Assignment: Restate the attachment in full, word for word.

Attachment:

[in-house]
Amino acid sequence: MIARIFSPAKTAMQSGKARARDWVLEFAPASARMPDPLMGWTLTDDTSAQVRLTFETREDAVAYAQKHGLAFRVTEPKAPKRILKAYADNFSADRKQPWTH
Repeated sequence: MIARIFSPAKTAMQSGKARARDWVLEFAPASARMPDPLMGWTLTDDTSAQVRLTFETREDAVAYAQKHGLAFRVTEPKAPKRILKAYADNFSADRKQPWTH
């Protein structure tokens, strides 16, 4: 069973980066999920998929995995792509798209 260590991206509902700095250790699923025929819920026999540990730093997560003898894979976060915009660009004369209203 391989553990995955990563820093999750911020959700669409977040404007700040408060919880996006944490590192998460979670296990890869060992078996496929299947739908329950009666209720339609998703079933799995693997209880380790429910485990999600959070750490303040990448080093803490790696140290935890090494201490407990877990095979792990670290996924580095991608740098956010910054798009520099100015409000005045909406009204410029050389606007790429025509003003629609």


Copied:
[in-house]
Amino acid sequence: MIARIFSPAKTAMQSGKARARDWVLEFAPASARMPDPLMGWTLTDDTSAQVRLTFETREDAVAYAQKHGLAFRVTEPKAPKRILKAYADNFSADRKQPWTH
Repeated sequence: MIARIFSPAKTAMQSGKARARDWVLEFAPASARMPDPLMGWTLTDDTSAQVRLTFETREDAVAYAQKHGLAFRVTEPKAPKRILKAYADNFSADRKQPWTH
């Protein structure tokens, strides 16, 4: 069973980066999920998929995995792509798209 260590991206509902700095250790699923025929819920026999540990730093997560003898894979976060915009660009004369209203 391989553990995955990563820093999750911020959700669409977040404007700040408060919880996006944490590192998460979670296990890869060992078996496929299947739908329950009666209720339609998703079933799995693997209880380790429910485990999600959070750490303040990448080093803490790696140290935890090494201490407990877990095979792990670290996924580095991608740098956010910054798009520099100015409000005045909406009204410029050389606007790429025509003003629609």